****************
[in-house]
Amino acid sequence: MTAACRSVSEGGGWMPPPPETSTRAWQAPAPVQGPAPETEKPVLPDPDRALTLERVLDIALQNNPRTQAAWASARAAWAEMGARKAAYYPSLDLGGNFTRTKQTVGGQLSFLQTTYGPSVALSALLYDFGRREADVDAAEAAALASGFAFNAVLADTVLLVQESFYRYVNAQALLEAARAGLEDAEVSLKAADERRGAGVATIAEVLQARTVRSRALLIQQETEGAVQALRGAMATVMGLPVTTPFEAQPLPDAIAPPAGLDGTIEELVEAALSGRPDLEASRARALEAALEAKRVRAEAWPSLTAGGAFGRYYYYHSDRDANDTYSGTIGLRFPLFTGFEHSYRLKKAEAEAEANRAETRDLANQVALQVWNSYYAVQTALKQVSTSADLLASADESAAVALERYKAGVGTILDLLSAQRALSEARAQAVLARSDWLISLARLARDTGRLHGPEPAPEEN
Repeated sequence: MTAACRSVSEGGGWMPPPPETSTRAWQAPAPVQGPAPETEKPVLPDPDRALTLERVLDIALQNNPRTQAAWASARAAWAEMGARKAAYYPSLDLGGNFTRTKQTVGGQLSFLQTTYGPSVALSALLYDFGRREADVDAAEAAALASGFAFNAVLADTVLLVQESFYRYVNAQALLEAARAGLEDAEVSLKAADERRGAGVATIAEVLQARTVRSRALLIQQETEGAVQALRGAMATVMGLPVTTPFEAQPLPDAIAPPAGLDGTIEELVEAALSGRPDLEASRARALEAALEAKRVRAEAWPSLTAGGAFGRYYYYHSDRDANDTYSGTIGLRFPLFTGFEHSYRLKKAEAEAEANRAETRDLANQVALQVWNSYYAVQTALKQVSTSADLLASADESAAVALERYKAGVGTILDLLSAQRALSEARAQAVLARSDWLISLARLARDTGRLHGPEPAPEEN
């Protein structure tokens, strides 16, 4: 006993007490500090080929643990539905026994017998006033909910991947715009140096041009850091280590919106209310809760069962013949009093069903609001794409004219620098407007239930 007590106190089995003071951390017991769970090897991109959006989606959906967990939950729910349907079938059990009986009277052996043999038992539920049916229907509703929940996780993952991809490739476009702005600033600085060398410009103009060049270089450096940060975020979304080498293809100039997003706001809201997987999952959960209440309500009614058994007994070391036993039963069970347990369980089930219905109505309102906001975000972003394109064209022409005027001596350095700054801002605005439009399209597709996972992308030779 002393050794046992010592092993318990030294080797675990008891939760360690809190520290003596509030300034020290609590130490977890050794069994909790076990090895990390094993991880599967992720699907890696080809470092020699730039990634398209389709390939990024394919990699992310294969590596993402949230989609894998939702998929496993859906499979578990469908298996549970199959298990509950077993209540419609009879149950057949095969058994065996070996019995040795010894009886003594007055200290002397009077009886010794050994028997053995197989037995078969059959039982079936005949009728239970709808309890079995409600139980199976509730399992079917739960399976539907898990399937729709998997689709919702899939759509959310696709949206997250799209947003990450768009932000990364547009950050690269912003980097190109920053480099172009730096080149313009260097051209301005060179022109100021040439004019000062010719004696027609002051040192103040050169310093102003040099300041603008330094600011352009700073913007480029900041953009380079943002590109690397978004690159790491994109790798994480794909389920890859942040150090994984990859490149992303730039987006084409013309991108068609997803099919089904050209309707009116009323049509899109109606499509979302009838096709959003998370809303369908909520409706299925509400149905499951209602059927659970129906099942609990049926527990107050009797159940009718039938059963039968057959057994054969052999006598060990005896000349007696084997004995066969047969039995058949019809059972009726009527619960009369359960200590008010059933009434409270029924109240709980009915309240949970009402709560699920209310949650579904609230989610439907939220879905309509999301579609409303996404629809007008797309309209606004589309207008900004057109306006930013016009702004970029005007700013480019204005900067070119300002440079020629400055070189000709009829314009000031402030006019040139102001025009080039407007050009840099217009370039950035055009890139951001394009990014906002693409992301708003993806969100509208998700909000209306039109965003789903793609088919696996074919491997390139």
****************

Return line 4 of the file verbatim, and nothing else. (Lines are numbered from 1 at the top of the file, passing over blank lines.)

């Protein structure tokens, strides 16, 4: 006993007490500090080929643990539905026994017998006033909910991947715009140096041009850091280590919106209310809760069962013949009093069903609001794409004219620098407007239930 007590106190089995003071951390017991769970090897991109959006989606959906967990939950729910349907079938059990009986009277052996043999038992539920049916229907509703929940996780993952991809490739476009702005600033600085060398410009103009060049270089450096940060975020979304080498293809100039997003706001809201997987999952959960209440309500009614058994007994070391036993039963069970347990369980089930219905109505309102906001975000972003394109064209022409005027001596350095700054801002605005439009399209597709996972992308030779 002393050794046992010592092993318990030294080797675990008891939760360690809190520290003596509030300034020290609590130490977890050794069994909790076990090895990390094993991880599967992720699907890696080809470092020699730039990634398209389709390939990024394919990699992310294969590596993402949230989609894998939702998929496993859906499979578990469908298996549970199959298990509950077993209540419609009879149950057949095969058994065996070996019995040795010894009886003594007055200290002397009077009886010794050994028997053995197989037995078969059959039982079936005949009728239970709808309890079995409600139980199976509730399992079917739960399976539907898990399937729709998997689709919702899939759509959310696709949206997250799209947003990450768009932000990364547009950050690269912003980097190109920053480099172009730096080149313009260097051209301005060179022109100021040439004019000062010719004696027609002051040192103040050169310093102003040099300041603008330094600011352009700073913007480029900041953009380079943002590109690397978004690159790491994109790798994480794909389920890859942040150090994984990859490149992303730039987006084409013309991108068609997803099919089904050209309707009116009323049509899109109606499509979302009838096709959003998370809303369908909520409706299925509400149905499951209602059927659970129906099942609990049926527990107050009797159940009718039938059963039968057959057994054969052999006598060990005896000349007696084997004995066969047969039995058949019809059972009726009527619960009369359960200590008010059933009434409270029924109240709980009915309240949970009402709560699920209310949650579904609230989610439907939220879905309509999301579609409303996404629809007008797309309209606004589309207008900004057109306006930013016009702004970029005007700013480019204005900067070119300002440079020629400055070189000709009829314009000031402030006019040139102001025009080039407007050009840099217009370039950035055009890139951001394009990014906002693409992301708003993806969100509208998700909000209306039109965003789903793609088919696996074919491997390139």